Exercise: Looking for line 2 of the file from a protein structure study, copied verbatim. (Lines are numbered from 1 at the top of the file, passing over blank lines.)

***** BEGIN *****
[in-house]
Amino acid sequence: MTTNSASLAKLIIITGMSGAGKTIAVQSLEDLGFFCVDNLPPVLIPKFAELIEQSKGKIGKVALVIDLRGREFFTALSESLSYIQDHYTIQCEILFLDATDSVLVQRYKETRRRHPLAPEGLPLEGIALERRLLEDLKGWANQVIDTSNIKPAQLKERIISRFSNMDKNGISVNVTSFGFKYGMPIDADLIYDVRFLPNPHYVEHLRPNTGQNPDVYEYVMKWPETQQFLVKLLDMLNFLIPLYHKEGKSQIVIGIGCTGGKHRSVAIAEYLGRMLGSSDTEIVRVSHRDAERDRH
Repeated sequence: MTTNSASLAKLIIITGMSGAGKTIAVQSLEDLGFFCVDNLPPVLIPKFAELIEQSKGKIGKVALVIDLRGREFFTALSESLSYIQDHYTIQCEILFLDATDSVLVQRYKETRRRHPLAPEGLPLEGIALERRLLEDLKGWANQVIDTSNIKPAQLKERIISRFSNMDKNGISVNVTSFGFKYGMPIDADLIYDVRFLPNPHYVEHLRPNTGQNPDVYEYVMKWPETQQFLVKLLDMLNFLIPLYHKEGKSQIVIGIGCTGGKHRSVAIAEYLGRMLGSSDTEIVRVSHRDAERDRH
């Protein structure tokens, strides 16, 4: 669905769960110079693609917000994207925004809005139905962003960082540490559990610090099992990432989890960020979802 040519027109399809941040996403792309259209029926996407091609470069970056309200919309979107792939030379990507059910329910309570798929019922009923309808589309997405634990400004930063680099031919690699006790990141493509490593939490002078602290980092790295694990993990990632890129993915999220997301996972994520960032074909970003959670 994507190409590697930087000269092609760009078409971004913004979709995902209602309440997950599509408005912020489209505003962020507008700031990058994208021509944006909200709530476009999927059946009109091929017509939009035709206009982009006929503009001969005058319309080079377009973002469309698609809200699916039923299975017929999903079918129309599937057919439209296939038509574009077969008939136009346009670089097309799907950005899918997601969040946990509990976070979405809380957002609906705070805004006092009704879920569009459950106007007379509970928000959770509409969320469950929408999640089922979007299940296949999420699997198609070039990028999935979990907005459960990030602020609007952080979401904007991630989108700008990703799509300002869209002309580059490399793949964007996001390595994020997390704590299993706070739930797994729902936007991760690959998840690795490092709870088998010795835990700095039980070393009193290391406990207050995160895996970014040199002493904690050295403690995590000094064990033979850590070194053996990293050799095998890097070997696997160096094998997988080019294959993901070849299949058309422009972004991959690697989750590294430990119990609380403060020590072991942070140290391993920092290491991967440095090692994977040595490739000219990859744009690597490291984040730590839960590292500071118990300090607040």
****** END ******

Amino acid sequence: MTTNSASLAKLIIITGMSGAGKTIAVQSLEDLGFFCVDNLPPVLIPKFAELIEQSKGKIGKVALVIDLRGREFFTALSESLSYIQDHYTIQCEILFLDATDSVLVQRYKETRRRHPLAPEGLPLEGIALERRLLEDLKGWANQVIDTSNIKPAQLKERIISRFSNMDKNGISVNVTSFGFKYGMPIDADLIYDVRFLPNPHYVEHLRPNTGQNPDVYEYVMKWPETQQFLVKLLDMLNFLIPLYHKEGKSQIVIGIGCTGGKHRSVAIAEYLGRMLGSSDTEIVRVSHRDAERDRH